Wright outlined the challenges and opportunities of operating in the iconic area of the capital at Hilton London Tower Bridge.
He said: “We moved to the area in 2015. Before that, I had a little unit in Forest Gate, east London. I moved to Bermondsey because I knew, as a cider maker, that if I was going to succeed anywhere I had to go where the beer guys were.
“Craft beer has taken off and cider hasn’t really exploded into that area but it is slowly getting there. To succeed, we had to go where the crowds were.”
Pushing weekday sales
When it comes to the busier and quieter times of operating on ‘the mile’ that are a little trickier, footfall from Monday to Friday is an opportunity to tap into.
Hawkes said: “We are really busy on Saturdays and getting a little busier in the week but not that much. We have been talking about how to encourage more people to come to the area outside of a Saturday afternoon. We do 80% of our business on a Saturday.”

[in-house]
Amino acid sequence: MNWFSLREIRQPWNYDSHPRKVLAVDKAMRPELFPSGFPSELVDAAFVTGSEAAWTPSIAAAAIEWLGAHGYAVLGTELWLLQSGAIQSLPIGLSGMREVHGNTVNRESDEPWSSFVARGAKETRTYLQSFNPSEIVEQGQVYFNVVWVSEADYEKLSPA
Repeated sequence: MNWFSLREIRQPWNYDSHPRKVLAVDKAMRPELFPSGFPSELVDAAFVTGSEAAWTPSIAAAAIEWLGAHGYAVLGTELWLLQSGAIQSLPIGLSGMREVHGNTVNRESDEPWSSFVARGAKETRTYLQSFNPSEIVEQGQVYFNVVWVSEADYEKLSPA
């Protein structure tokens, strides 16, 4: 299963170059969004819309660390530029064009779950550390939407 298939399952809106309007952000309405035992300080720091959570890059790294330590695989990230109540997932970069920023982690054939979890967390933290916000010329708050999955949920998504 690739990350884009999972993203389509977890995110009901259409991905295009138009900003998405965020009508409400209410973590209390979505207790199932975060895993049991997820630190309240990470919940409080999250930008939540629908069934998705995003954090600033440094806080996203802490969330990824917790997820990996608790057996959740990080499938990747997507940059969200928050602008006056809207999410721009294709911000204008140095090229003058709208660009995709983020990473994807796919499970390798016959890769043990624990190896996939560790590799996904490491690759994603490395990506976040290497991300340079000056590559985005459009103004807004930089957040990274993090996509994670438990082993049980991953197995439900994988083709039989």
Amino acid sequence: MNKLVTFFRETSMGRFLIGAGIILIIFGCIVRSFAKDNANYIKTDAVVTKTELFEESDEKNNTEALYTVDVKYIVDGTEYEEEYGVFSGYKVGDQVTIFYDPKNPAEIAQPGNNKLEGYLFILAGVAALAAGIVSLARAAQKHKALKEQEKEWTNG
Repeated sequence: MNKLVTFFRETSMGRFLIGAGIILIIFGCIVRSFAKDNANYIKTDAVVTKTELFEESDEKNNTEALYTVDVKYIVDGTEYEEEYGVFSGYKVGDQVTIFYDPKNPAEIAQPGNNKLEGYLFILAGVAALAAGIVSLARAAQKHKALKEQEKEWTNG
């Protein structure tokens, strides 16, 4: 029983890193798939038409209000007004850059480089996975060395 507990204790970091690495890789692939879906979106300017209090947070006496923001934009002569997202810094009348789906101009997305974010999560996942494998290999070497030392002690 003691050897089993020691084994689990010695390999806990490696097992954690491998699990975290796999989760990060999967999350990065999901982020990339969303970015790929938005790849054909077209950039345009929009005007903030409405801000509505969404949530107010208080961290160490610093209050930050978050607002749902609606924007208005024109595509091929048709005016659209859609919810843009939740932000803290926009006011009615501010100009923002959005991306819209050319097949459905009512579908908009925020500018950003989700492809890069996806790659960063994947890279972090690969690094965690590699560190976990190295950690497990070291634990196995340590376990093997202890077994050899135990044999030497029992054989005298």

The history of the capital is a big draw for people to come to the area, especially when it comes to its beer background.
Wright added: “London has always been one of the central points for the brewing industry in the UK. In the early 18th century, the brewing scene was pretty much at the heart of the global brewing industry.
“The people who come to the beer mile are super interested in food and drink. The location is also important because it is easy to get to. The biggest challenge is rent.”
Wright also outlined how while there are plenty of businesses along the mile, there are still opportunities there.
He said: “I was also worried about saturation [of the market] when I moved into the arches in 2015 but we aren’t there yet. The allure of the mile is the railway arches and the mystique of the area makes it come to life.”